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  1. This dish looks fantastic. I don’t understand why anyone would object to starch with your starch. Samosas? Pierogies? My favorite Greek diner serves Moussaka, which is made with potatoes, with side dishes of rice and potatoes. I love it.

    Comment by mzn — December 6, 2005 #

  2. Remember, MZN–we are in the era of “I can’t eat that, it has -CARBS-!”

    Carb-phobia seems to be slowing down, thankfully. While there are some who should probably be on a low-glycemic diet, the faddish portions of the whole thing worked my very last nerve.

    Uh oh. I sense another rant coming on….

    Comment by Barbara — December 6, 2005 #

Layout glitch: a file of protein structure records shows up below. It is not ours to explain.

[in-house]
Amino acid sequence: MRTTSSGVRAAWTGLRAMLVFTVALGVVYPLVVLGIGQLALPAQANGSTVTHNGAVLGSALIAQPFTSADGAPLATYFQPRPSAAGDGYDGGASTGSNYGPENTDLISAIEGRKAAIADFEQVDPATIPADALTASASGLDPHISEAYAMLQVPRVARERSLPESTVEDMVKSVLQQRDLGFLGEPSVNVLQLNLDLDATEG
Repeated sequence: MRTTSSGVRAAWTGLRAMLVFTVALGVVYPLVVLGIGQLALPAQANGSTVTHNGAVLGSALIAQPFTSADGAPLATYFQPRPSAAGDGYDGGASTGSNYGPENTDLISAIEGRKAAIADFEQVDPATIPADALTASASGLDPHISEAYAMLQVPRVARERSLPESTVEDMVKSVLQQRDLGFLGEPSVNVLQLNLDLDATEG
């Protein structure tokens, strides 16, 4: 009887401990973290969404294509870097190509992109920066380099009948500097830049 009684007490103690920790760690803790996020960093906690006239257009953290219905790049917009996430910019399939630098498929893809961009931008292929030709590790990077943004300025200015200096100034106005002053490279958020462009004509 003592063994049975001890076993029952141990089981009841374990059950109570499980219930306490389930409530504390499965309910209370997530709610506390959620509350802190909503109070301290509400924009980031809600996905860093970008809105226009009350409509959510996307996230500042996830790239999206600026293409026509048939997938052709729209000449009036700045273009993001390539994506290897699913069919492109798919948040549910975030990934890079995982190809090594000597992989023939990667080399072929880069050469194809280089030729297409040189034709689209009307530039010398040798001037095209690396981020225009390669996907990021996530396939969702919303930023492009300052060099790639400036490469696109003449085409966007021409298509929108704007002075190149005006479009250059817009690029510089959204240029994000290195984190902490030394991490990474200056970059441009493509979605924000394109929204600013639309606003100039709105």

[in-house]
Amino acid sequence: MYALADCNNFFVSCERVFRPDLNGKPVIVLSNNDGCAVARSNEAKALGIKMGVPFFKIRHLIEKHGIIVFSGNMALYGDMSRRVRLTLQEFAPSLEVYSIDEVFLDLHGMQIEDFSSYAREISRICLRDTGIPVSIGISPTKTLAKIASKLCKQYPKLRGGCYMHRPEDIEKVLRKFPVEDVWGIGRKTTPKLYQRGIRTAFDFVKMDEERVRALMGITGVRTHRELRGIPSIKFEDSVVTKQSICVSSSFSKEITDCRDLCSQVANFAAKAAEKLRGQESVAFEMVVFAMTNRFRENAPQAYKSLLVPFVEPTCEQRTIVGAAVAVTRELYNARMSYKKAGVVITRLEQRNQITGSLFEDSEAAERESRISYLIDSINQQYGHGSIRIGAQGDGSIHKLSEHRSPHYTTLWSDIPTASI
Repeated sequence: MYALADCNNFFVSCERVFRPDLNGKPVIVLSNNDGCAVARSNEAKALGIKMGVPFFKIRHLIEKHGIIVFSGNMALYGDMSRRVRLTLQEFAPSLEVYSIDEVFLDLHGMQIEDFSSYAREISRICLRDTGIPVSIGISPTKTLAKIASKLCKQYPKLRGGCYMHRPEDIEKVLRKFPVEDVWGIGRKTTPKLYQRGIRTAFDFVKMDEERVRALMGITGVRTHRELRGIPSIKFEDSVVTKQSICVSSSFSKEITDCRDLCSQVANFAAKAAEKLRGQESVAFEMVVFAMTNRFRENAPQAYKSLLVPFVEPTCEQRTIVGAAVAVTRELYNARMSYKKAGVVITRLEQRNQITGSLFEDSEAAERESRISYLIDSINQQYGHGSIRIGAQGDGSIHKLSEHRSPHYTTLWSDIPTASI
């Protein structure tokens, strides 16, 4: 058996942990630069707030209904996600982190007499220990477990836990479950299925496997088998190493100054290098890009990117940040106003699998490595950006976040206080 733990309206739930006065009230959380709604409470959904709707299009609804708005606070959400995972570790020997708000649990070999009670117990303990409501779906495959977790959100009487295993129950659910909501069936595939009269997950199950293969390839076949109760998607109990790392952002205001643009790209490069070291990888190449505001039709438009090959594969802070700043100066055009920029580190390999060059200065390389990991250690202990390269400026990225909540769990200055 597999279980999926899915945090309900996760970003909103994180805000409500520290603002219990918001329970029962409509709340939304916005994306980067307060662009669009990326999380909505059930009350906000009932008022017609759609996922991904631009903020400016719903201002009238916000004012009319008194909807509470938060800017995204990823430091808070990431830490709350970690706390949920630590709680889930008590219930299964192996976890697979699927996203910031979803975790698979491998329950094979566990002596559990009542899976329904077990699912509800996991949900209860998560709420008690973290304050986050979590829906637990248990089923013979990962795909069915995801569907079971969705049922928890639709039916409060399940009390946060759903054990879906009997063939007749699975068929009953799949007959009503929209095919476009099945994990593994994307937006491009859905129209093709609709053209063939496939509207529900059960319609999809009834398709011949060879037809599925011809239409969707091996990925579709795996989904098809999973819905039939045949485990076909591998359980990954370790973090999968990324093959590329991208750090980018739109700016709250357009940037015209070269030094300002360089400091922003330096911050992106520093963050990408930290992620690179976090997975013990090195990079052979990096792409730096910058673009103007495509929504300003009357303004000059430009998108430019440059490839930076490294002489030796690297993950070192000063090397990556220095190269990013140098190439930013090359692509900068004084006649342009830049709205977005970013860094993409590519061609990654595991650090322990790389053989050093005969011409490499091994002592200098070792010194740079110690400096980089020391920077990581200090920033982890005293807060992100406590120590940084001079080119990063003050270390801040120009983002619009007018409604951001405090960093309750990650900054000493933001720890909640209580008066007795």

3. As soon as the carb-obsession winds down, something new & even goofier will take its place.

    The first time I heard about the low-carb business (I think it was one of the first times Barbara heard of it, too) my father, a physician, and my sister, then a nutritionist, were talking about how horrified they both were that someone would want to purposefully induce ketosis. That’s colored my perception of it ever since, although it seems that the effects of regimen is somewhat better understood now than they were then.

    Comment by Zak — December 7, 2005 #